Ruby Bayan
is a freelance writer who enjoys sharing her simple joys. She used to be an avid backpacker.
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How to Choose a Campsite
by Ruby Bayan

'Mt. Pulag campsite' by Ruby Bayan The campsite is where you put down your load, take off your shoes, stretch you back, and grab a good nightís sleep. It can also be where you toss about all night, get thrashed by strong winds, or swept off by a flood or a landslide.

Choosing the best place to relax after a long hike hinges on a set of principles that are basically defined by simple common sense. Unfortunately, at the end of a long day, dog-tired, hungry and cranky, our common sense is most often the first to go; so, itís always best to commit to memory the fundamental guidelines in choosing the best campsite. Common sense or otherwise, your health and safety depends on it.

Similar to choosing the ideal location to build a home, in determining the ideal place to pitch your tents, you need to study the terrain carefully. No matter how lovely and inviting a patch of ground looks, no matter how eager you are to get out of your muddy boots, and cook a sumptuous dinner, if the site will put you in harmís way while you rest, itís hardly the best place to build your camp on. The characteristics you must, therefore, look for in your prospective campsite are: ideal terrain and perfect location.

Sloping Terrain

You will never know if itís going to rain in the middle of the night. A sloping terrain will provide adequate drainage in case of a rainfall, unlike an entirely flat area. Choose the high part of a slope because water will tend to collect at the bottom of a basin or depression.

Natural Windbreakers

Strong winds and rainstorms have the knack of sneaking up just when everyone has fallen asleep. Camping behind natural windbreakers like boulders, trees, and bushes, will protect you from the ravages of a natural disaster in the hours of darkness. Remember, however, not to pitch your tents directly under the trees because there is always the danger of falling limbs or branches. Trees overhead will continue to drip long after a downpour, and wet leaves stuck to the tent roofing are a drag to get rid of.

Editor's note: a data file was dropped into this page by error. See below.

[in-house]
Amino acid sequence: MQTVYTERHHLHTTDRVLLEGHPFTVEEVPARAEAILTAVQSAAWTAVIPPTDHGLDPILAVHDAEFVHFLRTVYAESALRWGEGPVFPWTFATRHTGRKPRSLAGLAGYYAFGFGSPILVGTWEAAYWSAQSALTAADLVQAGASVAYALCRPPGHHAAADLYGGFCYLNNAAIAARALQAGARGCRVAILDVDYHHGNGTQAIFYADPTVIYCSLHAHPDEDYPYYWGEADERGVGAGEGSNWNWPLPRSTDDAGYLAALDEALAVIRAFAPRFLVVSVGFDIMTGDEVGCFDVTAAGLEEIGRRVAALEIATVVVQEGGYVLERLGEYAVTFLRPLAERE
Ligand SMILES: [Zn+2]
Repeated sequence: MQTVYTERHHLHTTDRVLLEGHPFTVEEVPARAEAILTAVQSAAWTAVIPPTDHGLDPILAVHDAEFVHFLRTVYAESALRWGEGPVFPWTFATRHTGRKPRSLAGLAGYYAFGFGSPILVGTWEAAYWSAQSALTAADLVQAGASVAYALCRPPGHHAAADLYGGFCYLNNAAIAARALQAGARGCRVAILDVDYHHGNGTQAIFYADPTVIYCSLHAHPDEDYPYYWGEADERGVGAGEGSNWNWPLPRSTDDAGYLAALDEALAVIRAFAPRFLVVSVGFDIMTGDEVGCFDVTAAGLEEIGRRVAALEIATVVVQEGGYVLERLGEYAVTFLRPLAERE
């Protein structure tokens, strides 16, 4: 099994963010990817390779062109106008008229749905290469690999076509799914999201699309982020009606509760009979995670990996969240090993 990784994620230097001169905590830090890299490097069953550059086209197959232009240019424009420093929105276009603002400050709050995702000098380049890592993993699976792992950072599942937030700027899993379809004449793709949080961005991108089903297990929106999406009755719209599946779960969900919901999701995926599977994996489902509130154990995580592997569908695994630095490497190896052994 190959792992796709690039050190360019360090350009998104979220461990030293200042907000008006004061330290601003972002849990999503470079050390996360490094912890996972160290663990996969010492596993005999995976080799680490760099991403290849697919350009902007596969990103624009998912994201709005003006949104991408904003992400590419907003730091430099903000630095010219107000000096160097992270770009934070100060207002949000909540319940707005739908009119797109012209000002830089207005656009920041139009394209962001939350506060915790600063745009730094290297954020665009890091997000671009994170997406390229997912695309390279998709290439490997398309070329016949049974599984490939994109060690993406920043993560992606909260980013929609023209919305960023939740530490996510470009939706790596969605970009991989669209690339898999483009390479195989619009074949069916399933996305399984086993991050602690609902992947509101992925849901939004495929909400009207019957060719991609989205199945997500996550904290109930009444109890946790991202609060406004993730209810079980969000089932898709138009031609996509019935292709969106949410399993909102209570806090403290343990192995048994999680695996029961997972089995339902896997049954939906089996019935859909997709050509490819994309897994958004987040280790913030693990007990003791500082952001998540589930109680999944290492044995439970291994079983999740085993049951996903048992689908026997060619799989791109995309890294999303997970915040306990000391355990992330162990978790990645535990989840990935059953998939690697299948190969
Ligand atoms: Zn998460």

Grass Cushion

A good patch of grass will provide some cushion to your sleeping area. The slight elevation also prevents water from seeping into the tents. Itís a little tougher, though, to dig up protruding rocks and debris from under a patch of grass, but grassy is a bit more comfortable than bare ground.

Water Source

The ideal campsite should be relatively close, not very close, to a water source. The appropriate distance is about 300 yards, so that contamination of the water can be prevented. If the water source is a waterway, camp on high ground because a flash flood could easily carry your whole encampment down the river. Never camp on what seems like a dried-up stream or riverbed because the slightest rainfall could send a gush of water across your settlement.

Hazard-Free

Aside from the risk of flash floods and flowing water, consider the danger of landslides Ė whether you risk falling along with it or hazard sitting in the way of one. Another camping hazard is the presence of poisonous plants. Stay clear of them and be sure no one will encounter toxic vegetation when answering the call of nature.

Scenic View

Most often a nice-to-have when choosing a campsite, a panoramic view of the wilderness should always be a consideration. Nothing beats waking up at dawn and emerging from your tent to marvel at the splendor of the landscape. The view, however, should never be a preference at the expense of safety.

It takes a whole lot of luck to find a campsite that provides all the above amenities, but one that provides the most is preferable. Always remember that you are at the mercy of Mother Nature while you sleep, so the more efficiently you choose where to pitch camp, the better your chances of protecting yourself and getting a good nightís rest.

Suggested Reading:

Backpacking: Essential Skills to Advanced Techniques, Victoria Logue; Format: Paperback, 320pp.; ISBN: 0897323238; Publisher: Menasha Ridge Press, Incorporated; Pub. Date: June 2000

The Complete Idiot's Guide to Hiking, Camping, and the Great Outdoors, Michael Mouland; Format: Paperback, 2nd ed., 361pp.; ISBN: 0028631862; Publisher: Macmillan General Reference; Pub. Date: September 1999

Hiking and Backpacking: A Complete Guide, Karen Berger John Viehman (Introduction); Format: Paperback, 1st ed., 224pp.; ISBN: 0393313344; Publisher: Norton,Ww; Pub. Date: May 1995

Related Tutorial:
How to Pitch a Tent

Related Links:
Gorp.com: Choosing a Campsite
Leave No Trace Program

Google
 

Introduction to Backpacking

A first guide and set of tutorials on preparedness, presence of mind, and delight in memorable escapades in the great outdoors.
[First published as an online course at Suite101 University.]

Preparations:
Fitness Exercises
Outdoor Survival Basics

Choosing Equipment:
Choosing a Backpack
Choosing a Sleeping Bag
Choosing a Tent
Choosing Hiking Boots

Gearing Up:
What to Wear
How to Pack a Backpack
How to Pack Food

Campsite Management:
How to Choose a Campsite
How to Pitch a Tent

Emergency Situations:
Dehydration
Hypothermia


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